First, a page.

A fourth-generation dairy farmer, Sam’s love for farm life is entrenched in her upbringing on her own family’s farm in Warrick County. Her parents, Martha and Willie Ingram, were also foster parents. So growing up, Sam saw the direct impact of proper nutrition for some of the kids who ended up on the farm.
“I will never forget one little boy who was in such bad shape,” Sam said.
Sam, a teenager at the time, was struck by how this boy looked when he arrived in their home. “He was eight years old and had gray hair. His skin was flaking off, and his bones were sticking out. He looked like a little old man,” she explained.
He had been horribly abused, but Sam watched his hair turn back to red, and his skin heal and freckle over in about a month as he gained access to nutritious food and a supportive foster family. He ended up staying with them for about two years before being adopted.
There were other moments of clarity for her growing up with these children coming into her home. Like when the foster children were surprised to be invited to eat at the dinner table with the rest of the family.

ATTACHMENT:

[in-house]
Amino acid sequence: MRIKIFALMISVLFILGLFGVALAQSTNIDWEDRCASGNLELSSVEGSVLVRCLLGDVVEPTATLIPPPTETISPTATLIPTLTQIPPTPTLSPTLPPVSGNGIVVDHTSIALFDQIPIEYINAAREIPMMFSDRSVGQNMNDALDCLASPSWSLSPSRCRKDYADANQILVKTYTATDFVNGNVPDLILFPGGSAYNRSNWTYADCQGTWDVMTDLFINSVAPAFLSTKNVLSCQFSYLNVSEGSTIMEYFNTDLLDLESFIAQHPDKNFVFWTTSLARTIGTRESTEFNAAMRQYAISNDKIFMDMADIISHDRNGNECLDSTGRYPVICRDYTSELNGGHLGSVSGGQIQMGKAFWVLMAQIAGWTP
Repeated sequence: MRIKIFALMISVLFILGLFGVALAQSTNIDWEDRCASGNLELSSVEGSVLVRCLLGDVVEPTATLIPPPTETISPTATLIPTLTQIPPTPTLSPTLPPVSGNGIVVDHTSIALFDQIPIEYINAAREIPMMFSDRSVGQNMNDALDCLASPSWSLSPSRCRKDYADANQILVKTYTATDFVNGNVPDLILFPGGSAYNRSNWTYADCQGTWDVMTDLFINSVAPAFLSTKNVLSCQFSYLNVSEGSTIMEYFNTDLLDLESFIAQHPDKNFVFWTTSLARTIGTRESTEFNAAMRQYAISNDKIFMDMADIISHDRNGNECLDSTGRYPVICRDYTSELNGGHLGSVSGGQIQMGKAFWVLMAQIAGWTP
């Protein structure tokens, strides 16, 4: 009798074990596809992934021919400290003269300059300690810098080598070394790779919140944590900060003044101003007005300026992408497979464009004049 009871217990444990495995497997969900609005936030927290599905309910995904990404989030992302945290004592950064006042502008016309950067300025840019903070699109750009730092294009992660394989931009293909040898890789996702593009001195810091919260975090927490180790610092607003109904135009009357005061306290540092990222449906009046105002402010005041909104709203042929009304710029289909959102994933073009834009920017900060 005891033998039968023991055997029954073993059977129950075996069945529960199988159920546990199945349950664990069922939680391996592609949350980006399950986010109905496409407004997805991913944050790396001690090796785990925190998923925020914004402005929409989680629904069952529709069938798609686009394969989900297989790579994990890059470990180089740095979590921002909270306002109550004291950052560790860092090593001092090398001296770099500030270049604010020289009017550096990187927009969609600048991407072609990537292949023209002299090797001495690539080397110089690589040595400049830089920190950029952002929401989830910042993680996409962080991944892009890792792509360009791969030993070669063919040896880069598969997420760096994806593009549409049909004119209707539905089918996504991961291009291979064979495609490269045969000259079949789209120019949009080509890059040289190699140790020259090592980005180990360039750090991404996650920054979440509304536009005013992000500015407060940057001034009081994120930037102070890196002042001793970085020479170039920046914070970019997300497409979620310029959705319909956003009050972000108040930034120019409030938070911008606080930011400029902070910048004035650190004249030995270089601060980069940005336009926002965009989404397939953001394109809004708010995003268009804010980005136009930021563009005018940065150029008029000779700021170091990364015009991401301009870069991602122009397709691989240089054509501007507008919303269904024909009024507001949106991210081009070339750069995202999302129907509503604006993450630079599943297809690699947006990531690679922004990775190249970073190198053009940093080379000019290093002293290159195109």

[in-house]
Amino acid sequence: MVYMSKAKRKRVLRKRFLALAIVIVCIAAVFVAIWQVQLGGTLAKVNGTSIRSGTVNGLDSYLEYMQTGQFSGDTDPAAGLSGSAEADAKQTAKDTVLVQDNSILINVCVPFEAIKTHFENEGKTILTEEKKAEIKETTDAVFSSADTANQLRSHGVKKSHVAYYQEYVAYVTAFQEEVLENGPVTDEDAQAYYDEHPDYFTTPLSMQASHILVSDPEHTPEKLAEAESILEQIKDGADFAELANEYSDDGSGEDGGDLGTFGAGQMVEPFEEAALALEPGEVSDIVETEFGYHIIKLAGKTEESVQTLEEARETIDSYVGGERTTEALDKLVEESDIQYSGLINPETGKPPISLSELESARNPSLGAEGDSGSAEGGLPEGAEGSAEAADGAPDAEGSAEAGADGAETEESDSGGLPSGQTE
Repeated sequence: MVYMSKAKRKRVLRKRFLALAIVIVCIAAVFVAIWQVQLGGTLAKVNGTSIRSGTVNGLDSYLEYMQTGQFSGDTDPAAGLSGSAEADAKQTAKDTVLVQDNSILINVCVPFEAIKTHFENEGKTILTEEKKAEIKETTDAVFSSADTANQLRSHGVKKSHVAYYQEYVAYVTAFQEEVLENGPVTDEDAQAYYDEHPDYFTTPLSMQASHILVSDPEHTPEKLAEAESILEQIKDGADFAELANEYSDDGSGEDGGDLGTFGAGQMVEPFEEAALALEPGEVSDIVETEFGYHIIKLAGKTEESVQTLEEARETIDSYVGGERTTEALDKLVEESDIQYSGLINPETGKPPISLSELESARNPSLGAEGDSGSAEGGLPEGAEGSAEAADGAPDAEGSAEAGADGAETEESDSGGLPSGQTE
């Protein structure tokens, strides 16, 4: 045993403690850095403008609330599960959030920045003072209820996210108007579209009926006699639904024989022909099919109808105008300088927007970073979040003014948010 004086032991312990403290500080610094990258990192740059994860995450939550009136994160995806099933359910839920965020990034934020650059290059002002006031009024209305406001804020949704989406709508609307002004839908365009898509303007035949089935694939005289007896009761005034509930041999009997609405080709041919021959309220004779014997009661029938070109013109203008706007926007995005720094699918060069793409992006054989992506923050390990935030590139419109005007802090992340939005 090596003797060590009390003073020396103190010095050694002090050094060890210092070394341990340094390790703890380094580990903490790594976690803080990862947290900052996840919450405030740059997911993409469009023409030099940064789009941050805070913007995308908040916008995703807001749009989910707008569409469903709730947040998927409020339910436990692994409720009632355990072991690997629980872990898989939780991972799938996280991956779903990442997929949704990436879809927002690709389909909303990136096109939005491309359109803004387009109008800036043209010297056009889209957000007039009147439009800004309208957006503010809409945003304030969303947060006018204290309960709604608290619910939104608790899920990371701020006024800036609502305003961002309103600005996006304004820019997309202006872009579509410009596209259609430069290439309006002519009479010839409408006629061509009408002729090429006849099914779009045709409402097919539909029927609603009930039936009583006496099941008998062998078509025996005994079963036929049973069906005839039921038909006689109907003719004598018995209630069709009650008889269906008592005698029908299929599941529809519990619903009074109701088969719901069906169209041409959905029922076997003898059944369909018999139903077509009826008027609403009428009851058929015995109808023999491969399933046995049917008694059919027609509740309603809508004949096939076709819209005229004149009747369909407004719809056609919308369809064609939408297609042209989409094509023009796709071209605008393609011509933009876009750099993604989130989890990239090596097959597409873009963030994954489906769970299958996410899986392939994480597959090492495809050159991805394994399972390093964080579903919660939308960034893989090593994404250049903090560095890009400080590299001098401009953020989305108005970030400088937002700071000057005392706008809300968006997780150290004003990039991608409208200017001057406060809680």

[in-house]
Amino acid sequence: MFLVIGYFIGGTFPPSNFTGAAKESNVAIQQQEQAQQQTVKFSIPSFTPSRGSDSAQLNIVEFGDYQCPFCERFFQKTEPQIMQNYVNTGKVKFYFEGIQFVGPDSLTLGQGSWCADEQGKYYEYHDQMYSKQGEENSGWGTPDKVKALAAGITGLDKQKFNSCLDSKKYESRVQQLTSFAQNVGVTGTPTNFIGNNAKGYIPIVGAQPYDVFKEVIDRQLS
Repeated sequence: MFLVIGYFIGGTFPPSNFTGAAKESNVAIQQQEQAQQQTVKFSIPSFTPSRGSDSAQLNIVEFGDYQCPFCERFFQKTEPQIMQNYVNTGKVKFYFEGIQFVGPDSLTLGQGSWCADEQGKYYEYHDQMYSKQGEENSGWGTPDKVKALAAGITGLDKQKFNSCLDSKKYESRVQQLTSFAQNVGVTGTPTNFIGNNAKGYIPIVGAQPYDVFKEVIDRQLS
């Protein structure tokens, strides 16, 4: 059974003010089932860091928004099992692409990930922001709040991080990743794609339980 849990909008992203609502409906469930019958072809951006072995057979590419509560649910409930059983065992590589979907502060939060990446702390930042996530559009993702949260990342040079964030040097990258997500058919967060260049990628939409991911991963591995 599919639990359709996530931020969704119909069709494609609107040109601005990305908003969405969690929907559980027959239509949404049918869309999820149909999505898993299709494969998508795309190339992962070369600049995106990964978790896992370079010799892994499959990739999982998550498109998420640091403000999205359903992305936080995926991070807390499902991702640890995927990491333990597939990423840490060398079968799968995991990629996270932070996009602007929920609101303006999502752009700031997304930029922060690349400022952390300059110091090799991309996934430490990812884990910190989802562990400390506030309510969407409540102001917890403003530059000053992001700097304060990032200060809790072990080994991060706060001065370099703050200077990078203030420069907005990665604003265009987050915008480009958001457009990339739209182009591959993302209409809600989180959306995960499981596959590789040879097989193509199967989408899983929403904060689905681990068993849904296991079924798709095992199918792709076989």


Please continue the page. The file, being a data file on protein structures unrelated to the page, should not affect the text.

“It just, like, blew them away,” Sam said. “These kids were used to literally eating the leftover scraps that you give the dog.”
With that foundation of recognized need and appreciation for those facing food insecurity as well as a love for cows — it’s true, Sam has been an advocate for the nutritional impact of dairy most of her life.
“It’s my goal to access the nutrition in milk and make sure it’s going to nourish people,”Sam Schwoeppe
“A cow is a miracle,” she said.
While hosting a veterinarian from Egypt through a program with IU, she learned from him that in the Koran, there is a verse describing the miracle of cows eating grass and turning it into a beautiful nutrient package (Quran 16:66).
“It’s my goal to access the nutrition in milk and make sure it’s going to nourish people,” Sam explained.
“But, not only do they provide all this fantastic food, this perfect nutrient package for us, cows are also economic engines,” she added.
She has an analogy that compares dairy farming to a tree. The cow is the trunk, and the roots are the inputs that support the cow. The seed that grows the feed; the products and equipment the farmer has to buy to support the cow; and all the items required to operate the dairy farm.
The cow produces the milk, and then the branches are the processors, the truck drivers taking the milk to the processors, the employees at Holland Dairy, and the truck drivers who deliver the milk.
Then, the leaves are all those access points for the public: the restaurants, the cooks, the bakers, the servers, the grocery stores, and their staff, and so on in a cycle that starts at the roots again.
The engine produces, the harvest continues, the producers churn out the product, and while her family keeps the cows bored at home, Sam works at the forefront of helping to feed the country facing a pandemic.